Robyn, Loving More

Wylliams July 31, 2009, 7:02 PM

Sure, convince yourself. Poor couple.

Mick Magill July 31, 2009, 8:40 PM

re: “Sure, convince yourself. Poor couple.”

Wylliams, is there a food you don’t care for, that others enjoy? Say, you HATE mushrooms. And I love them.


Does that make my choice somehow more valid that yours? Do you truly believe that others may not have different (but just as valid) likes/dislikes as you?


Or are you one of those poor folks who cannot imagine that other peoples lifestyle choices could be as valid as yours?


Are you one of those folks who when he was 12 and shopping for him mother’s birthday, couldn’t understand that she wouldn’t want a catcher’s mitt? “That makes no sense, I want a catcher’s mitt, therefore EVERYBODY wants a catcher’s mitt”

Robyn never asked YOU to have relationships with multiple people. If you and your partner are not wired that way, THAT WOULD BE WRONG … for you. But, if that is what works for Robyn AND her partners, why would you disparage their choices?


(and, to be clear, I am completely respectful of YOUR choices, and would actually appreciate an answer. I truly don’t understand your response).


Mick.

Chrissy August 2, 2009, 1:48 AM

I guess my concern is the children. It has been well established that children need to grown up in a well established and security home. And after a divocre this needs to be particluarly enforced.
It does not sound to bme that having one parent (and possiblely both parents) bringing in a contingency of strangers into the home that the children meet and forced to have dinner with is not creating that environment.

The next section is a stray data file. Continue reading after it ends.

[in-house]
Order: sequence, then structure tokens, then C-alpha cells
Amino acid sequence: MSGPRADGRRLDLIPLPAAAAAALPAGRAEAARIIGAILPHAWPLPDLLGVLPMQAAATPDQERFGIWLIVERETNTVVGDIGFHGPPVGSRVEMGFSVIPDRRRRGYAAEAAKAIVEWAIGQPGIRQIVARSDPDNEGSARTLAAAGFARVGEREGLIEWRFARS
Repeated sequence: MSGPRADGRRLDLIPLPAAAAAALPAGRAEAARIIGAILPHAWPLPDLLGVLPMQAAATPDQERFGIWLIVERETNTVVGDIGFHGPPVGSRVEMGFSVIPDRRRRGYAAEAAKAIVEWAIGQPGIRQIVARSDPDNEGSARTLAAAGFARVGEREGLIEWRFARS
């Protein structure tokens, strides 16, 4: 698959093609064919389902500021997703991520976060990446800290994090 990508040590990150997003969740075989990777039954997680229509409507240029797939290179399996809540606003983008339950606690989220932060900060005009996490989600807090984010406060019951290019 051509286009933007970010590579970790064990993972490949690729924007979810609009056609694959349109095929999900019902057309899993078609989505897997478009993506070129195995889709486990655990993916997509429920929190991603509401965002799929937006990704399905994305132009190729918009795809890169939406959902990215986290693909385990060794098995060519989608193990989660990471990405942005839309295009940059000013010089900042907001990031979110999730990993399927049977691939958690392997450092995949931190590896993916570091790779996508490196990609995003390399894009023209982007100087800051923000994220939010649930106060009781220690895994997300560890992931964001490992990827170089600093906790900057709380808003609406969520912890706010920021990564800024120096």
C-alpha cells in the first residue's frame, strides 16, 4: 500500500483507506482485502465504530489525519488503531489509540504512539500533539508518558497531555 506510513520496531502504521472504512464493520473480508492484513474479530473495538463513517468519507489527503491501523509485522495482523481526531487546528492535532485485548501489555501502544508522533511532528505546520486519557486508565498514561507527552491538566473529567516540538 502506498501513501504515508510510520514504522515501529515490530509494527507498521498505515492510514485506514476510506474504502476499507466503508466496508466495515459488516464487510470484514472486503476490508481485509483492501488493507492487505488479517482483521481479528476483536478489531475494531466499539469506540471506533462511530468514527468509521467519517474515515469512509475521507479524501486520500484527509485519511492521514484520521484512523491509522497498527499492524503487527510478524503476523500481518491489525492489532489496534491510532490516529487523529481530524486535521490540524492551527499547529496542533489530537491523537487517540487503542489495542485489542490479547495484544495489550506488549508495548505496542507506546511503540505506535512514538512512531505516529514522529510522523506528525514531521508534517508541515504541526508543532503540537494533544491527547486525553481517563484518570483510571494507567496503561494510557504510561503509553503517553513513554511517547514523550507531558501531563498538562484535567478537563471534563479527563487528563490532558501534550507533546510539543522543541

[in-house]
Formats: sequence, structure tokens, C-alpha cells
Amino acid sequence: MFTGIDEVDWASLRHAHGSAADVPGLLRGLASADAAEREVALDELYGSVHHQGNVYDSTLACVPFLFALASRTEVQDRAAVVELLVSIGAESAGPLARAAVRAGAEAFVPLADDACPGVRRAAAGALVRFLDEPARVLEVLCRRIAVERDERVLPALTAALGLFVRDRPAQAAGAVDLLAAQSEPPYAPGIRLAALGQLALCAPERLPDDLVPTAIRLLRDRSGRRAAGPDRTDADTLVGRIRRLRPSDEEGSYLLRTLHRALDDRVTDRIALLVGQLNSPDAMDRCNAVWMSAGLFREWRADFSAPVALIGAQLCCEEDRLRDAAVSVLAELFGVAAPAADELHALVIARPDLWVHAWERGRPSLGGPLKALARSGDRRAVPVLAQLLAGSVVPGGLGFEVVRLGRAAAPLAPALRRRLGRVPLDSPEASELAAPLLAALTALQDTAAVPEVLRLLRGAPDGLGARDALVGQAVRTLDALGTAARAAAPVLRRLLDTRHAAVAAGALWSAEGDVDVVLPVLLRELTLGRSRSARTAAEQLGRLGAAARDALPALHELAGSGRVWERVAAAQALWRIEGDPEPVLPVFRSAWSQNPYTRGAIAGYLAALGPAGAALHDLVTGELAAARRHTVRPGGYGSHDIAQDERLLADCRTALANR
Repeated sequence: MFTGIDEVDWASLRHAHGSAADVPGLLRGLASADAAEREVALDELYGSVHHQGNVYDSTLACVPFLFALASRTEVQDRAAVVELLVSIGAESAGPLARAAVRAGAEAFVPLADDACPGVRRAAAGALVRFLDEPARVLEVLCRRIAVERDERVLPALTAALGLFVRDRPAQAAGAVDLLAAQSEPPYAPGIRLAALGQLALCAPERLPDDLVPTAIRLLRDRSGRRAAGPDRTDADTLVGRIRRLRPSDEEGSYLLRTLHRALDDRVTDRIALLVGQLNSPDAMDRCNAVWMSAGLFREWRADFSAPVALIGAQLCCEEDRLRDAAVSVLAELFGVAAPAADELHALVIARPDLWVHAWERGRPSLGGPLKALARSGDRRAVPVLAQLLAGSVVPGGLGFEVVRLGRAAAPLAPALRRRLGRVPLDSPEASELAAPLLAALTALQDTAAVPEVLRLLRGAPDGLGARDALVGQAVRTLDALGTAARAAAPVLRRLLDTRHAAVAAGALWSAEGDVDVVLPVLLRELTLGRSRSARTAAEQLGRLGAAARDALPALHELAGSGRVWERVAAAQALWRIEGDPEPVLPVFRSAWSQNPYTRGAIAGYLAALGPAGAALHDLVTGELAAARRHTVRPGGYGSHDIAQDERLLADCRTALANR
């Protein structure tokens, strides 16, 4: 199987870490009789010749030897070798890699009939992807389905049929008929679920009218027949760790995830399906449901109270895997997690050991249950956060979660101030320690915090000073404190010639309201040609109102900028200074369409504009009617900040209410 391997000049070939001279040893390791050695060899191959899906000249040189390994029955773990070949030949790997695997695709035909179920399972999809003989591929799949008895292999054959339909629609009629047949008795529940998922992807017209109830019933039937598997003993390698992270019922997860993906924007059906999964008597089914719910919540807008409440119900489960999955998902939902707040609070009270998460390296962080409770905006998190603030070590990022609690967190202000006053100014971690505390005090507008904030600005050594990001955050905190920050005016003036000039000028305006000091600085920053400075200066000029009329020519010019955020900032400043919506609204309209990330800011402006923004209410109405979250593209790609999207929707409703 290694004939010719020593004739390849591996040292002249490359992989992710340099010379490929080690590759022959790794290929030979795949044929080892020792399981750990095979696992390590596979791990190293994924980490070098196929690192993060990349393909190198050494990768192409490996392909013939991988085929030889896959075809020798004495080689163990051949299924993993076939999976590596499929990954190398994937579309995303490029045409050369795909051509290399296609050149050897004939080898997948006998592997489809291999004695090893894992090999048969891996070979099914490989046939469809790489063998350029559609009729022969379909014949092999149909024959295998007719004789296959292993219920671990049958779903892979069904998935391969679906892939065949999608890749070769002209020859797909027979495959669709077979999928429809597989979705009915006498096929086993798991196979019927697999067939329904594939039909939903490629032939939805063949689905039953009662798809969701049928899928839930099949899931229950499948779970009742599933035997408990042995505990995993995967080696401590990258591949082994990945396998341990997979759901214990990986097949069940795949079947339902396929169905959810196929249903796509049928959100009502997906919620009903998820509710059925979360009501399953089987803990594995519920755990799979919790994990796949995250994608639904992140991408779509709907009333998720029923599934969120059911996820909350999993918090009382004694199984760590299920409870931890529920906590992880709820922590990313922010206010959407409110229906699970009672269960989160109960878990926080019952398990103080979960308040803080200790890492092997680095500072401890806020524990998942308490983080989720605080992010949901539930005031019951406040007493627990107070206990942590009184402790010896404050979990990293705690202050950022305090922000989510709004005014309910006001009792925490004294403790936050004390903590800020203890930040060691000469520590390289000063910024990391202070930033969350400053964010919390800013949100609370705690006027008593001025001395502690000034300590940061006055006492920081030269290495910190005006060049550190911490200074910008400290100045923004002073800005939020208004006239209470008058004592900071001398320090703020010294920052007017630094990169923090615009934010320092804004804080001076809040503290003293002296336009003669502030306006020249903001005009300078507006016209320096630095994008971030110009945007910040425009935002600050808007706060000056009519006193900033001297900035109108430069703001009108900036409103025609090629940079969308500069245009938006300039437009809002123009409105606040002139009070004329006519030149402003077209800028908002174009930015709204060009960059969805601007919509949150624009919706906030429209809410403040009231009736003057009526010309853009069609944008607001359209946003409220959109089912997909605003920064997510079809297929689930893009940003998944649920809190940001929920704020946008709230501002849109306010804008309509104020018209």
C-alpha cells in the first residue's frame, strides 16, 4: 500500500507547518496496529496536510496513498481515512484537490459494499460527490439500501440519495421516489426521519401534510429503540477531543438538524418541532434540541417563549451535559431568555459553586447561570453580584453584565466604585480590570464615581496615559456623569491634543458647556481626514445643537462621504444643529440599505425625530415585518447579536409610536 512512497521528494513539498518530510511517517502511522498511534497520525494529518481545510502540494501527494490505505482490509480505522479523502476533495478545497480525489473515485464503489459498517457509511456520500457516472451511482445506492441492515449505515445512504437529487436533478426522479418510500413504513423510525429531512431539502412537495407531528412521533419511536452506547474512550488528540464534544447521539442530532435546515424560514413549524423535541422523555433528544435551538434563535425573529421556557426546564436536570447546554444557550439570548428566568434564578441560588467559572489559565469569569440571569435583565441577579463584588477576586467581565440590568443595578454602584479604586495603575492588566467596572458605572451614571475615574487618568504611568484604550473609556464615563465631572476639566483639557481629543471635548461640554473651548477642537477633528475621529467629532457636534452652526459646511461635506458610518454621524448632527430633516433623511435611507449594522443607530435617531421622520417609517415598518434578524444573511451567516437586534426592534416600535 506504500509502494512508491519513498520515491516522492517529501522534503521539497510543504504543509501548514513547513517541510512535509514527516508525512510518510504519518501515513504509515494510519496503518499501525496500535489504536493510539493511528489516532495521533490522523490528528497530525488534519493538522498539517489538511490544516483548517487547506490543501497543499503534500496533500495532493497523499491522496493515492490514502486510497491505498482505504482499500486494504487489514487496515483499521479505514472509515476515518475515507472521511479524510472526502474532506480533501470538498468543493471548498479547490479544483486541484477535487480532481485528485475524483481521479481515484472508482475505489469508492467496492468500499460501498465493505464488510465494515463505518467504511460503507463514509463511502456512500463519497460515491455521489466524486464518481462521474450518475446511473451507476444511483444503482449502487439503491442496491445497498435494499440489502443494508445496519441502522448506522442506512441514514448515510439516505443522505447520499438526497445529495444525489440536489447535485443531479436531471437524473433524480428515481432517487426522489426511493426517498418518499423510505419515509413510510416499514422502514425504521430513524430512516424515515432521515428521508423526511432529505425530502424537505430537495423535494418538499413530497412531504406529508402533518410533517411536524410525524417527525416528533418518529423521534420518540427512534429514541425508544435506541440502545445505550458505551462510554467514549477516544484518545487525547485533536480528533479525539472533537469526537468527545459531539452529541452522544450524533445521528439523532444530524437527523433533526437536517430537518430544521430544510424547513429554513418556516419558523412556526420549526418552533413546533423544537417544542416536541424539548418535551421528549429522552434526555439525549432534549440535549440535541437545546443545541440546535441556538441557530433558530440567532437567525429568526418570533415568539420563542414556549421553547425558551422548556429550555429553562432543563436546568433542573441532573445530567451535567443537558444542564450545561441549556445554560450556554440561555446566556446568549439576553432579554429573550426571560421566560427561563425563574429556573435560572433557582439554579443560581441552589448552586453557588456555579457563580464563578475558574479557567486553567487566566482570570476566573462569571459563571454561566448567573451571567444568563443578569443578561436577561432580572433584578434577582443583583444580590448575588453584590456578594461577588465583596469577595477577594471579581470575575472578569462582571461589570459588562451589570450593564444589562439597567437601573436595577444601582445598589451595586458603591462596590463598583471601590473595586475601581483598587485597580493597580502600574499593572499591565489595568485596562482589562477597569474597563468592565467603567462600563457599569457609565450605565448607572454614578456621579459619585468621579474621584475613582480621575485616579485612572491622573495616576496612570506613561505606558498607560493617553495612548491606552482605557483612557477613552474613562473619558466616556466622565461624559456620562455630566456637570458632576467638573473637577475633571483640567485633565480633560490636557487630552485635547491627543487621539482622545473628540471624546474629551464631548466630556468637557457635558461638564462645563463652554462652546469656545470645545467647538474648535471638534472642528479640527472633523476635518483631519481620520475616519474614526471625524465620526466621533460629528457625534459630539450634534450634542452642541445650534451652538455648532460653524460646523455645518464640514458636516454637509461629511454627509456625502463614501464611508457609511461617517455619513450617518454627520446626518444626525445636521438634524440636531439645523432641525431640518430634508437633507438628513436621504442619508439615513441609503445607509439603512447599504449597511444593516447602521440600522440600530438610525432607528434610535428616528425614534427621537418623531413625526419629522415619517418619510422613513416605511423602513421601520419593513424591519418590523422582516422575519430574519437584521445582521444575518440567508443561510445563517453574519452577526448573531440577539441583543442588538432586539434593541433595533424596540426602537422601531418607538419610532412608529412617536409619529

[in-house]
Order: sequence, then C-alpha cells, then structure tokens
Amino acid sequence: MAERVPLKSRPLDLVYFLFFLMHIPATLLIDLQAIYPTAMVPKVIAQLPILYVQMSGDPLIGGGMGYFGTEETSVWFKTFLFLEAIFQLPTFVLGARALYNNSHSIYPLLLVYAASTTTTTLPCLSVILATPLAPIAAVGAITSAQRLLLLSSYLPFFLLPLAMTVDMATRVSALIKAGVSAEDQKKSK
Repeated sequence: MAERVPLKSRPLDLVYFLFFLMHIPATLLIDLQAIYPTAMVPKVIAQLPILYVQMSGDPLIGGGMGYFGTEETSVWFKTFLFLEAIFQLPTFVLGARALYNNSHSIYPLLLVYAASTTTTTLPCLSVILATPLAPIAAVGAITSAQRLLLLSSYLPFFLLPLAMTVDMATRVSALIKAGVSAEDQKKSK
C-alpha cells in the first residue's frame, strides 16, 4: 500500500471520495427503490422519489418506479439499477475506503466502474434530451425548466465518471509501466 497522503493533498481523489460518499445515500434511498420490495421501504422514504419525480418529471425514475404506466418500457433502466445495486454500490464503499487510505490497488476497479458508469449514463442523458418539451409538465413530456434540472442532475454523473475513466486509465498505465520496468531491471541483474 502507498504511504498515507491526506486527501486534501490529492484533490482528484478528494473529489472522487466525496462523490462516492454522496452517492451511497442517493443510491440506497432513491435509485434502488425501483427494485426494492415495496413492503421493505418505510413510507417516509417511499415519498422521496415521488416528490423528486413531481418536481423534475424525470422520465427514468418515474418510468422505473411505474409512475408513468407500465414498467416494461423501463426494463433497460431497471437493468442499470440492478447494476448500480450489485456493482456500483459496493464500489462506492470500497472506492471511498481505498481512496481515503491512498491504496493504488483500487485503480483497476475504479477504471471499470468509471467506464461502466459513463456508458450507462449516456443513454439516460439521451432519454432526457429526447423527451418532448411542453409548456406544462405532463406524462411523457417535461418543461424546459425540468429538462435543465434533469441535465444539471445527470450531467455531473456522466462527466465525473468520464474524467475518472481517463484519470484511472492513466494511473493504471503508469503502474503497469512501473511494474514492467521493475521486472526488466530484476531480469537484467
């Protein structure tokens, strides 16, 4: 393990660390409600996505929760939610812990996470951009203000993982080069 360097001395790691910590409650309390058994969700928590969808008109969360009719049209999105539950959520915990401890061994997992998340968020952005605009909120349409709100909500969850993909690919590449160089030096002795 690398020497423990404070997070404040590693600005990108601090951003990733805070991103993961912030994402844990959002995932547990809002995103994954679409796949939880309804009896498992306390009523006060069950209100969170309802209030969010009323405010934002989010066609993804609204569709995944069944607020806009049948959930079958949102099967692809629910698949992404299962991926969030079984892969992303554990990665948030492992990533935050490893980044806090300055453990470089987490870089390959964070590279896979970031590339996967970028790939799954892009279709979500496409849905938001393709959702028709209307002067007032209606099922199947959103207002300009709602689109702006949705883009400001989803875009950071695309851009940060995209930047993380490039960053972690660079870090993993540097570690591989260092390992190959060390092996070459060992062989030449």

The author talked about a previous female relationship and now three men - that four different people that her children have meet and been aware.
Children often repeat the relationships that they see their parents have even when its not fulfilling because they are conditioned to it and its all they know.
Her children may think its “normal” because they were raised that way.
I have a friend who’se parents each were married multiple times. Although, in her late thirties, she’s still trying to figure out how to establish and maintain a long term realtionship. Why? Because she really wants a stable committed realtionship. Unfortunately, she did learn that from her parents.
Her children may end up in simliar realtionships because that is what they know and not because its want they want.
Children model their parents. It’s fine to have these types of realtionships when you’re single or childless. But, having children means doing want is best for them and sometimes that means not doing what you want.

Mel August 2, 2009, 9:29 AM

This relationship sounds very disfunctional and selfish. I have three children myself and one husband and its hard to find enough time in the day for all their needs I couldnt imagine bringing multiple partners into the relationship. Im not a shrink or anything but it sounds like this women didnt get enough love as a child and now shes overcompensating. Of course your children have no problem with it thats how you raised them they dont know any better. Try putting all that love and energy you have for your multiple partners into your children and stop breeding instability.

Mick Magill August 3, 2009, 9:15 PM

re: “having children means doing want is best for them and sometimes that means not doing what you want.” ….. and …….. re:”stop breeding instability”

Hmmm… I came from a “stable” family. Mum and Dad never divorced. Stayed together “for the kids”. I remember HATING the fact that these two people who hated each other stuck it out making everybody around them unhappy, and IT WAS MY FAULT.

Divorce is a HORRIBLE outcome to a marriage. But it’s not as bad as being raised in a house with people who hate each other.